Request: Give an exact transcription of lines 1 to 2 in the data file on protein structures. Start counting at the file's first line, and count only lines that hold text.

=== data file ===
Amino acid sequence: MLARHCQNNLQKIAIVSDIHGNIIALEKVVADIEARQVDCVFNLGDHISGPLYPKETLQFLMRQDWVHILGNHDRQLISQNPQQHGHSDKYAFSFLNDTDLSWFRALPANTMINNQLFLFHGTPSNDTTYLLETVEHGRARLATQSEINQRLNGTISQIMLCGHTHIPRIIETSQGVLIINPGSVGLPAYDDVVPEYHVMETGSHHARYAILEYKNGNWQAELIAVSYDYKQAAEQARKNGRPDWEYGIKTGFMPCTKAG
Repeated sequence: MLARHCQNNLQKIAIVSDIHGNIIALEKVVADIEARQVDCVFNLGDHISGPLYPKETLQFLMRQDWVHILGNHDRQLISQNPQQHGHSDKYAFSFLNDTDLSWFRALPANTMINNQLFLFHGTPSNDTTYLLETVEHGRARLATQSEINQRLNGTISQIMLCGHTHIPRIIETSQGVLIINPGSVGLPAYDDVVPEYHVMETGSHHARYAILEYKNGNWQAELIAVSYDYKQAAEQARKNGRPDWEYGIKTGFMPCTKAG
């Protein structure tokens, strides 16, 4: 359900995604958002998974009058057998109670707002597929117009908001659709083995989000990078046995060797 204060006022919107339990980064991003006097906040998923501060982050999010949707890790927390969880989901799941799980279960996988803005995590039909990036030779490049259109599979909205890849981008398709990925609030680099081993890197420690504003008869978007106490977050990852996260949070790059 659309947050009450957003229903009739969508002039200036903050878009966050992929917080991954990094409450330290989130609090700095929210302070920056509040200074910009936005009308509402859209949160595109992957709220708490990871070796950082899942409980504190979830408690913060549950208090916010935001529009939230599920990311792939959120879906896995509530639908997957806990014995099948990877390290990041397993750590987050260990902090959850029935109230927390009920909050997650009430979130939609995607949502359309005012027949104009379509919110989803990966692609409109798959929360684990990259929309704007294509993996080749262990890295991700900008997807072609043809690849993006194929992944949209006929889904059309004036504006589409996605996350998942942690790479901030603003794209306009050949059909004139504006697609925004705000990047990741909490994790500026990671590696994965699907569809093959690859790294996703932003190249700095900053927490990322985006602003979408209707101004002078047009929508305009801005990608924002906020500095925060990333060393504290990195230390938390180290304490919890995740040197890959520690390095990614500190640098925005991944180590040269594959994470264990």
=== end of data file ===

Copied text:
Amino acid sequence: MLARHCQNNLQKIAIVSDIHGNIIALEKVVADIEARQVDCVFNLGDHISGPLYPKETLQFLMRQDWVHILGNHDRQLISQNPQQHGHSDKYAFSFLNDTDLSWFRALPANTMINNQLFLFHGTPSNDTTYLLETVEHGRARLATQSEINQRLNGTISQIMLCGHTHIPRIIETSQGVLIINPGSVGLPAYDDVVPEYHVMETGSHHARYAILEYKNGNWQAELIAVSYDYKQAAEQARKNGRPDWEYGIKTGFMPCTKAG
Repeated sequence: MLARHCQNNLQKIAIVSDIHGNIIALEKVVADIEARQVDCVFNLGDHISGPLYPKETLQFLMRQDWVHILGNHDRQLISQNPQQHGHSDKYAFSFLNDTDLSWFRALPANTMINNQLFLFHGTPSNDTTYLLETVEHGRARLATQSEINQRLNGTISQIMLCGHTHIPRIIETSQGVLIINPGSVGLPAYDDVVPEYHVMETGSHHARYAILEYKNGNWQAELIAVSYDYKQAAEQARKNGRPDWEYGIKTGFMPCTKAG